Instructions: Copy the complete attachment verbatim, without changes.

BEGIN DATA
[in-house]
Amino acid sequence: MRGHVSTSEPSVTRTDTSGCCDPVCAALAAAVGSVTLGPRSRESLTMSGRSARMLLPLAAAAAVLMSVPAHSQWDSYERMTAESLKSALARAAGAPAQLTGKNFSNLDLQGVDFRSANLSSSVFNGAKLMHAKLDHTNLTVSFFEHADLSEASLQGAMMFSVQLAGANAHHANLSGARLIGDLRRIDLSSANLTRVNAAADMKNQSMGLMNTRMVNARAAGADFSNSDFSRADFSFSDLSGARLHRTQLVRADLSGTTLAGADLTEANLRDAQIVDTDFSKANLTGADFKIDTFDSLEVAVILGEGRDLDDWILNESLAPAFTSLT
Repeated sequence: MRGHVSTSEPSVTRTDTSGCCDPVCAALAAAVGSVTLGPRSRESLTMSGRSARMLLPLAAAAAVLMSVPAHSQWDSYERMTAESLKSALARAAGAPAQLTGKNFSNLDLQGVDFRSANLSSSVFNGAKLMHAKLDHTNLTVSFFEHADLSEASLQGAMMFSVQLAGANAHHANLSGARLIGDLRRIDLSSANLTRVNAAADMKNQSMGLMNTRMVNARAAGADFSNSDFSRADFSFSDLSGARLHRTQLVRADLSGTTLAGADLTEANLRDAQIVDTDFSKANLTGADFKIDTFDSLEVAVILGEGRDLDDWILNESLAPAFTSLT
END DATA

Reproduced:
[in-house]
Amino acid sequence: MRGHVSTSEPSVTRTDTSGCCDPVCAALAAAVGSVTLGPRSRESLTMSGRSARMLLPLAAAAAVLMSVPAHSQWDSYERMTAESLKSALARAAGAPAQLTGKNFSNLDLQGVDFRSANLSSSVFNGAKLMHAKLDHTNLTVSFFEHADLSEASLQGAMMFSVQLAGANAHHANLSGARLIGDLRRIDLSSANLTRVNAAADMKNQSMGLMNTRMVNARAAGADFSNSDFSRADFSFSDLSGARLHRTQLVRADLSGTTLAGADLTEANLRDAQIVDTDFSKANLTGADFKIDTFDSLEVAVILGEGRDLDDWILNESLAPAFTSLT
Repeated sequence: MRGHVSTSEPSVTRTDTSGCCDPVCAALAAAVGSVTLGPRSRESLTMSGRSARMLLPLAAAAAVLMSVPAHSQWDSYERMTAESLKSALARAAGAPAQLTGKNFSNLDLQGVDFRSANLSSSVFNGAKLMHAKLDHTNLTVSFFEHADLSEASLQGAMMFSVQLAGANAHHANLSGARLIGDLRRIDLSSANLTRVNAAADMKNQSMGLMNTRMVNARAAGADFSNSDFSRADFSFSDLSGARLHRTQLVRADLSGTTLAGADLTEANLRDAQIVDTDFSKANLTGADFKIDTFDSLEVAVILGEGRDLDDWILNESLAPAFTSLT